#22 Having a Private Security Detail
Submitted by a reader named Alisha.
Being required to travel in-country with a private security detail is something Expat Aid Workers like. However they will rarely, if ever, actually admit that they like having a private security detail (a “PSD”).
Expat Aid Workers are among the first to make public declarations such as, “Entering countries with weapons only promotes a culture of violence” or “Communities deserve to be treated with dignity and respect and not like violent criminals”.
Expat Aid Workers will attest to an overwhelming amount of trust in local people when working in the most insecure and violent environments like Iraq, Afghanistan or Sudan. In spite of this, having a private security detail reminds EAWs in these countries that they are “hardcore”, have field cred, and are a cut above their old university friends who are working in nice, safe places like Guatemala or Tajikistan.
Expat Aid Workers’ favorite way to brag to their friends and fellow aid workers about having a private security detail is, of course, to complain about them. Facebook postings to this effect are a great way to let others know that you are so hardcore that you require private security: “Going to a small community to look at buffalo cheese production – why does this need protection with guns?!” The PSD-disdain method allows Expat Aid Workers to enlighten friends to their level of importance while maintaining their humanitarian prestige.
EAWs also like the accoutrements required for traveling with a private security detail: armored vehicles, body armor, and sometimes helicopters. Complaining about these via Facebook or Twitter is also a frequent aid worker strategy for self promotion: “Body armor in 120 degree heat sucks!” Talking about the highly sophisticated capabilities of security vehicles to protect against rocket-propelled grenades and roadside bombs as a “waste of taxpayer dollars” or “unnecessary expenditures that should go directly to helping local people” may also be employed as a tactic. Taking illustrative photos adds credibility and fulfills Expat Aid Workers’ love of war junk and need to take pictures next to it.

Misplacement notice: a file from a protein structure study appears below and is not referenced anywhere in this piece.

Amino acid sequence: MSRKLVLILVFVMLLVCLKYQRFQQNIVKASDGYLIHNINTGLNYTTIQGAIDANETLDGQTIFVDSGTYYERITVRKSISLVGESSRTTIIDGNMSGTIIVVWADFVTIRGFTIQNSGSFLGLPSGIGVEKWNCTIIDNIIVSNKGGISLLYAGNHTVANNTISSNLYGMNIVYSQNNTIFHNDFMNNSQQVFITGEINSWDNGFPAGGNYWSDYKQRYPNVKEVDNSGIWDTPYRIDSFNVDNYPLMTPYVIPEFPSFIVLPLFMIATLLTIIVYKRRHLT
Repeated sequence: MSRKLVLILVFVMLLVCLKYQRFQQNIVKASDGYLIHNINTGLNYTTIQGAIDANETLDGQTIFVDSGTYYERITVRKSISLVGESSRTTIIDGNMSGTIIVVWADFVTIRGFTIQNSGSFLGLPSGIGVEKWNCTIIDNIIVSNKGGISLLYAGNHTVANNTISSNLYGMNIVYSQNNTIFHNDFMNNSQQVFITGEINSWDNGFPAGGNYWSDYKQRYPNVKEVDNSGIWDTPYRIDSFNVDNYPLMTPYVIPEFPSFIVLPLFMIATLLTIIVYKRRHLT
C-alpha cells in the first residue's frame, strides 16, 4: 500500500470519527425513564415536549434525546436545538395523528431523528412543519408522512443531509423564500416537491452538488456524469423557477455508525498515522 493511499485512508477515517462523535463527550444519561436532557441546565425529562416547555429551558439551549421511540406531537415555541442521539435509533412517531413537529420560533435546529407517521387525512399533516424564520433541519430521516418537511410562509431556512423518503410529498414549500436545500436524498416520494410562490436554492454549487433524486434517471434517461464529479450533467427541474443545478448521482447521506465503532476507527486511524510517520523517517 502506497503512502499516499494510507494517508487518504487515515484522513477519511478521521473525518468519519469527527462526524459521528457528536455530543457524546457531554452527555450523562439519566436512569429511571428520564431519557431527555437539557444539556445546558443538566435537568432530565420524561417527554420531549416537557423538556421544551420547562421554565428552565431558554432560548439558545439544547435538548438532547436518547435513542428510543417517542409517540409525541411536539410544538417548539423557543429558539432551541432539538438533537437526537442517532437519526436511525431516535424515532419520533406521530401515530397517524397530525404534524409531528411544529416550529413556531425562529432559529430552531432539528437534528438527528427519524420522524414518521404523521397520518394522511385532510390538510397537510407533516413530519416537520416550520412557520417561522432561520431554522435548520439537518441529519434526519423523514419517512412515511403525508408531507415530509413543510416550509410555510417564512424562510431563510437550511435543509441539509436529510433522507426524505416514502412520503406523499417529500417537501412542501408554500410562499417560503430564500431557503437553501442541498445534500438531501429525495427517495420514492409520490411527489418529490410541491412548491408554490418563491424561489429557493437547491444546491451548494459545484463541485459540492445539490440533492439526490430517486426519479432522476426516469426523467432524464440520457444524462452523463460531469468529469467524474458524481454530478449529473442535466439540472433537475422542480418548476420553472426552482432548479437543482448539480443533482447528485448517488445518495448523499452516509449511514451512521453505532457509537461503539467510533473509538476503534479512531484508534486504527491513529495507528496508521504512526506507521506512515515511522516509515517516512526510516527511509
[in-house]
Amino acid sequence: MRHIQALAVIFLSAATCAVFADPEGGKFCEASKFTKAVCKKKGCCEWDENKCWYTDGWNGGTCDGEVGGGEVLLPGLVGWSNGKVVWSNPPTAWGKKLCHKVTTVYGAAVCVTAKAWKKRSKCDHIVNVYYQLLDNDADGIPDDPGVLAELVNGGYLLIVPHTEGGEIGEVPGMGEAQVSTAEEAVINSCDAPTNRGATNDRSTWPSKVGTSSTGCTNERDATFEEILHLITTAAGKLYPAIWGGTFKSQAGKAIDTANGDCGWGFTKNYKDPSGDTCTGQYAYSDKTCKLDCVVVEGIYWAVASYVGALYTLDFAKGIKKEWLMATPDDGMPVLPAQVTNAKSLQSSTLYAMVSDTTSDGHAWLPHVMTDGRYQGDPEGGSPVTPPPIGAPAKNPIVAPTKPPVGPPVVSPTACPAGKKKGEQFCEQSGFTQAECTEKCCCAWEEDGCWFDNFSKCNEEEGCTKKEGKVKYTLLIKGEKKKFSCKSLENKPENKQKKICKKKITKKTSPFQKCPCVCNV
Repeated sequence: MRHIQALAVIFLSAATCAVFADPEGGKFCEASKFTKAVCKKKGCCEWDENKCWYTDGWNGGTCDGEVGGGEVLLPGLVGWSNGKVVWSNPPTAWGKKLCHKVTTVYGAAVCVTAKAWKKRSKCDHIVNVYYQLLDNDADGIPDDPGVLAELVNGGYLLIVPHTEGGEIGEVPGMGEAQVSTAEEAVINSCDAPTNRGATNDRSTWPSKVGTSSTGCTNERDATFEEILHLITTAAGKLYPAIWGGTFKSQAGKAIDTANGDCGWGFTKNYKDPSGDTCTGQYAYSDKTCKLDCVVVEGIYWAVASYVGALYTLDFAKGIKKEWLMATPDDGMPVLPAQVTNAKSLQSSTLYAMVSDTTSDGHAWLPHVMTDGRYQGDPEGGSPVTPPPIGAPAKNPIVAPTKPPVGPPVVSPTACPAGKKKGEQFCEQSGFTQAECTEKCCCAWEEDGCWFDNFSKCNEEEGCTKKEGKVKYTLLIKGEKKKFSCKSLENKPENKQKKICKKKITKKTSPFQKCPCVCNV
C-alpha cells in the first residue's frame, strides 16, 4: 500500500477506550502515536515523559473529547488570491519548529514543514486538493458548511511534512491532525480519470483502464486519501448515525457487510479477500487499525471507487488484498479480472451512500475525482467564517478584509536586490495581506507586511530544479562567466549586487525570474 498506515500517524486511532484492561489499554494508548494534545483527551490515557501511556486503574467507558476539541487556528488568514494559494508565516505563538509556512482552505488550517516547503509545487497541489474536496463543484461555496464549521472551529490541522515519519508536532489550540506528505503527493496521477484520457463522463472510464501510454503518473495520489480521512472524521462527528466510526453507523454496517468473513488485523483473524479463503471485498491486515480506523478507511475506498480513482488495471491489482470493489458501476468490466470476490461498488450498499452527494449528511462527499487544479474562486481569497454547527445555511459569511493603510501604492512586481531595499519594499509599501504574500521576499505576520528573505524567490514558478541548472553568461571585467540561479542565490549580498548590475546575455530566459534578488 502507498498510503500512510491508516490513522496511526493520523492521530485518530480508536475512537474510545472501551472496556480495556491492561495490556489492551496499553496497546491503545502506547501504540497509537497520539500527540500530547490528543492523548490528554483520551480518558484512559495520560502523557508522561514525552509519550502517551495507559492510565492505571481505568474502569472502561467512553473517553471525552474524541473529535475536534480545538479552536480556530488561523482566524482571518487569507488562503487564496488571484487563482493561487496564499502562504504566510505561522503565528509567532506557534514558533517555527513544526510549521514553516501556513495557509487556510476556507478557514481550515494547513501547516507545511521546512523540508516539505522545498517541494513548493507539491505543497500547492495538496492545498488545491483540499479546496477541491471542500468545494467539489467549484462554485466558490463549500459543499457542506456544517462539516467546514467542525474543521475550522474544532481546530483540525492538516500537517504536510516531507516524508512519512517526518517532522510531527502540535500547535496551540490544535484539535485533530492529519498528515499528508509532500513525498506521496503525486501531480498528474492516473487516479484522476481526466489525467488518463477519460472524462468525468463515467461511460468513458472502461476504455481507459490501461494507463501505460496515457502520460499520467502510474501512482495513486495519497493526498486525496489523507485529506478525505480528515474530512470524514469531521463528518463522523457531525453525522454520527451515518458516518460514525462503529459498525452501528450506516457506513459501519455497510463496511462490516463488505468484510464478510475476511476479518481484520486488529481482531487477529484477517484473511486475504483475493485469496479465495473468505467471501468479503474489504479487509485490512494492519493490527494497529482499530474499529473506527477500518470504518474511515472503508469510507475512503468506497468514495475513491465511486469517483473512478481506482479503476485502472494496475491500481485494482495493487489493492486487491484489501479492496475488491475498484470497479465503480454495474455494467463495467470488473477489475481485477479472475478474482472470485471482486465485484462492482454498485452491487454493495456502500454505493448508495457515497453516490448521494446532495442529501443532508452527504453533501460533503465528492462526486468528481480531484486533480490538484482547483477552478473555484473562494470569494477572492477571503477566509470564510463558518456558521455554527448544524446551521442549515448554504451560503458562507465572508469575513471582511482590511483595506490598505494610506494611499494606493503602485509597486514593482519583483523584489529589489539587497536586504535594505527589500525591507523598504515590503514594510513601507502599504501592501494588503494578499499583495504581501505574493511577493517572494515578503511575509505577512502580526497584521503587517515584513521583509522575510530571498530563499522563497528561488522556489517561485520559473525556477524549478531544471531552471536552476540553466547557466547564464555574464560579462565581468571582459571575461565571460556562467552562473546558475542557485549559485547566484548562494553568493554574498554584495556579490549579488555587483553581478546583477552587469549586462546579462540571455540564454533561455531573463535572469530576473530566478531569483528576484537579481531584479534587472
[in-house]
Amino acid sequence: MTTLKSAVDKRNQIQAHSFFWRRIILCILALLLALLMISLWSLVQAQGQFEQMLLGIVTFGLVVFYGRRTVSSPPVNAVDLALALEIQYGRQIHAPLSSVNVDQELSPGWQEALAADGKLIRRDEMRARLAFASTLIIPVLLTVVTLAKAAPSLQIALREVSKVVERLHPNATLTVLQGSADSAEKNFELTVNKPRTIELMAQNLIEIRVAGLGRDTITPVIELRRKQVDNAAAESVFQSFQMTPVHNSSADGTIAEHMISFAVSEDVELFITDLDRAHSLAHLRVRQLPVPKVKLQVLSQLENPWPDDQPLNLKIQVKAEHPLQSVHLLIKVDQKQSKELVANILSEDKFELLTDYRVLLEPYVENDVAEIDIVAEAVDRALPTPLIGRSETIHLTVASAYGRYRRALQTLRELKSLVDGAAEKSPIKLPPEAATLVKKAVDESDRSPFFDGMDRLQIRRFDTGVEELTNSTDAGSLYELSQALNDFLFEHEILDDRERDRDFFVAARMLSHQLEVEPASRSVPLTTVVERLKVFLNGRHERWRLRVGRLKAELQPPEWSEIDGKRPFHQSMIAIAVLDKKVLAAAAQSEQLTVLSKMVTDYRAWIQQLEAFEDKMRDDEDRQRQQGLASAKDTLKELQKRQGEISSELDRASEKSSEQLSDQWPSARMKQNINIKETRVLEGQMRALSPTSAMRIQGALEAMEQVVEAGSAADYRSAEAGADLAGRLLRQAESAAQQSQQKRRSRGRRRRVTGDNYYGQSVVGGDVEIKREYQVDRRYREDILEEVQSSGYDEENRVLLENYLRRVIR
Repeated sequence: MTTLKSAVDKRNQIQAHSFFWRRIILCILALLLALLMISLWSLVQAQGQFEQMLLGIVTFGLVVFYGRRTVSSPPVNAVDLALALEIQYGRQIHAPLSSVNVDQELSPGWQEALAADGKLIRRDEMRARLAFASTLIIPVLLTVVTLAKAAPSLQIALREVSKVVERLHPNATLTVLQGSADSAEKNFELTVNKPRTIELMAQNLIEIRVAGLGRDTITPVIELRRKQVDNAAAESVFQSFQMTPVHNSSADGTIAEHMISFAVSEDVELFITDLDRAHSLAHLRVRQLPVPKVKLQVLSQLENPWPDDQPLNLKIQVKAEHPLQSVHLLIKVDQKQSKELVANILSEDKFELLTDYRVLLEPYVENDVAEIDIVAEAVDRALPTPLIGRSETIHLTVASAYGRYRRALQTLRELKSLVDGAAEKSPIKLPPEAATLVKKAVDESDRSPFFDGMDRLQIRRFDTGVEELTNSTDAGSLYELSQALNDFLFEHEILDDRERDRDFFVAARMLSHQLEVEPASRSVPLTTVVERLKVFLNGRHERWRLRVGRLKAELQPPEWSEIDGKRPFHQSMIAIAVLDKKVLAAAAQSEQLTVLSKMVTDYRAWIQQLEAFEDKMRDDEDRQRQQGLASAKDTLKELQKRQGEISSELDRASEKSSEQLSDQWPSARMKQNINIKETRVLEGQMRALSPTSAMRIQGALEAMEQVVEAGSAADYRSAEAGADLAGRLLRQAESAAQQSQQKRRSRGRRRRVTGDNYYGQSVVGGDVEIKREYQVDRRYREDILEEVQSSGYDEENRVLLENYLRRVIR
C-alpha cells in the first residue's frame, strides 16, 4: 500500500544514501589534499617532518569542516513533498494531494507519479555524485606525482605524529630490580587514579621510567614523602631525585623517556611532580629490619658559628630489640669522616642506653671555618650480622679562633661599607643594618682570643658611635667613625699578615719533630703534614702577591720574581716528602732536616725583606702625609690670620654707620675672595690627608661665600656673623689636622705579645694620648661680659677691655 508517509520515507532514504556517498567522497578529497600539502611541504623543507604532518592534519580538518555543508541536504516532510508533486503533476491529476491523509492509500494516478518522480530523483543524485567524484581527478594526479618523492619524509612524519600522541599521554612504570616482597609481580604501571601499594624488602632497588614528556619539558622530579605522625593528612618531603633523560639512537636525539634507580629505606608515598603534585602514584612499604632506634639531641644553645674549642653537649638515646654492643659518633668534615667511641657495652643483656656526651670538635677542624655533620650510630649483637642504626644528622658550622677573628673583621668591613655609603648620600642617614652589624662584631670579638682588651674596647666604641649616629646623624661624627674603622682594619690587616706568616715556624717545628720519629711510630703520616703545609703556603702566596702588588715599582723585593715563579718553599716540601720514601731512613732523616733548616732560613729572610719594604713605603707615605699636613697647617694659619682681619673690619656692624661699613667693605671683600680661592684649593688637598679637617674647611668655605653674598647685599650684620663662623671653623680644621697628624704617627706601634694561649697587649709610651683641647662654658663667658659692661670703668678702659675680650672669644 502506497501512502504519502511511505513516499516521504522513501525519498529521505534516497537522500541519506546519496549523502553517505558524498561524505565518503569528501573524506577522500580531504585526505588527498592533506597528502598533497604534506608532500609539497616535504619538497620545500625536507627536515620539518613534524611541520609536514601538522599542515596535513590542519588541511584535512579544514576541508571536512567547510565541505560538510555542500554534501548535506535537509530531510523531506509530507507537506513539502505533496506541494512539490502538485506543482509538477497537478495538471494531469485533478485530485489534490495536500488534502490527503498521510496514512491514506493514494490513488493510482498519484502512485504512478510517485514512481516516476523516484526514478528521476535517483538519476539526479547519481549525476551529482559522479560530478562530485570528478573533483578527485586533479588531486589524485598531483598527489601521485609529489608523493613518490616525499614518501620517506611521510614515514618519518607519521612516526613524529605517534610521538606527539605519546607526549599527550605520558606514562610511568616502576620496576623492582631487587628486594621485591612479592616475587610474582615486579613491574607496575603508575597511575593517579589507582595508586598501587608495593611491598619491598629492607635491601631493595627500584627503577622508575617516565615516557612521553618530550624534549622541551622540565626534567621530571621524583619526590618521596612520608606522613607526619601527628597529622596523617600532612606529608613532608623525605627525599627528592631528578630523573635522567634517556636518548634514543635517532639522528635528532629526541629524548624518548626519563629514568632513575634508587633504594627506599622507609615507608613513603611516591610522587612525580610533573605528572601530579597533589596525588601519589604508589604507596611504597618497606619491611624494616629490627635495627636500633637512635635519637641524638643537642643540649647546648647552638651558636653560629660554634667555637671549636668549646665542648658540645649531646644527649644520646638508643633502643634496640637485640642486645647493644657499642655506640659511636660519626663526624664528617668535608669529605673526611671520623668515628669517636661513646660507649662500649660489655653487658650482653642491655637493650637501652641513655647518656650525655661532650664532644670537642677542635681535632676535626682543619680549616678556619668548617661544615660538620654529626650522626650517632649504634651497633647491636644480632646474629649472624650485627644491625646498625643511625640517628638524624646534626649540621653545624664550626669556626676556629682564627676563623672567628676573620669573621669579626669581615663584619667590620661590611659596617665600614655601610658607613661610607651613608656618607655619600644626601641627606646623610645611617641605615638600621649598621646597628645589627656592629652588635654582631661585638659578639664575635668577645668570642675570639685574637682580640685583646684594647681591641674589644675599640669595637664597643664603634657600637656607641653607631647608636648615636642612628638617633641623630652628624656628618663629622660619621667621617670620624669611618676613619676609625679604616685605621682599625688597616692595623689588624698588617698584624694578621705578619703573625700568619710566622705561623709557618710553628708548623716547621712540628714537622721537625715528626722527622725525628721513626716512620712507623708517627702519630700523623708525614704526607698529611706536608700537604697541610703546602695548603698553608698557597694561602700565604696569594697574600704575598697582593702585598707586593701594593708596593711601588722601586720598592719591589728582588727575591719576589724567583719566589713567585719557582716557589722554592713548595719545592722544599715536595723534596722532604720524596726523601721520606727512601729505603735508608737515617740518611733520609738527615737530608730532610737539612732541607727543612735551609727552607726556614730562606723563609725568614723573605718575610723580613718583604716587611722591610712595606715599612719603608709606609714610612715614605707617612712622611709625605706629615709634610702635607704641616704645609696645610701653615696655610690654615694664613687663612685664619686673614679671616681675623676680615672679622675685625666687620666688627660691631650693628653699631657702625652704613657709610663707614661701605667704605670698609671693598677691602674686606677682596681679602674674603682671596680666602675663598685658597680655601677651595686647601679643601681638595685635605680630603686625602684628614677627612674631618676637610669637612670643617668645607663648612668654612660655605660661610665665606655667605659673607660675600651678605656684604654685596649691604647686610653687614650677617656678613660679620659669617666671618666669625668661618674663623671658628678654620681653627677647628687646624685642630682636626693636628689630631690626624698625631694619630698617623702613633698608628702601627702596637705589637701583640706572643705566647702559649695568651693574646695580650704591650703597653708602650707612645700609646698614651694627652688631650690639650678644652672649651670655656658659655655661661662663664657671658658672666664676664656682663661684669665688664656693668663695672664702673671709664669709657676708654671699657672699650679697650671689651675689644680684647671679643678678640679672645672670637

For female aid workers, establishing a sexual relationship with a PSD is also a thrilling experience. While it is not as admirable as going native and sleeping with the locals, and fellow EAWs may criticize the female in question for “sleeping with the enemy” or “getting next to violent, military types”, the female EAW in a relationship with a PSD will enjoy briefly dating the most masculine, muscular guy she has ever slept with. Upon criticism from fellow Expat Aid Workers in-country about the PSD’s questionable morality, she will almost always tell them that her PSD is “one of the good ones” and that he does not regularly solicit prostitutes in Dubai while on leave.
The vast majority of Expat Aid Workers who have traveled with private security detail will never find themselves in a situation where use of force or emergency measures by their PSDs is necessary. The tiny minority who do experience this are among the elite of the Expat Aid Worker community, as they will have thrilling and terrifying stories with which to regale old friends at bars and future high school class reunions. This will inspire awe and/or envy and remind the EAW of their grit and humanitarian greatness.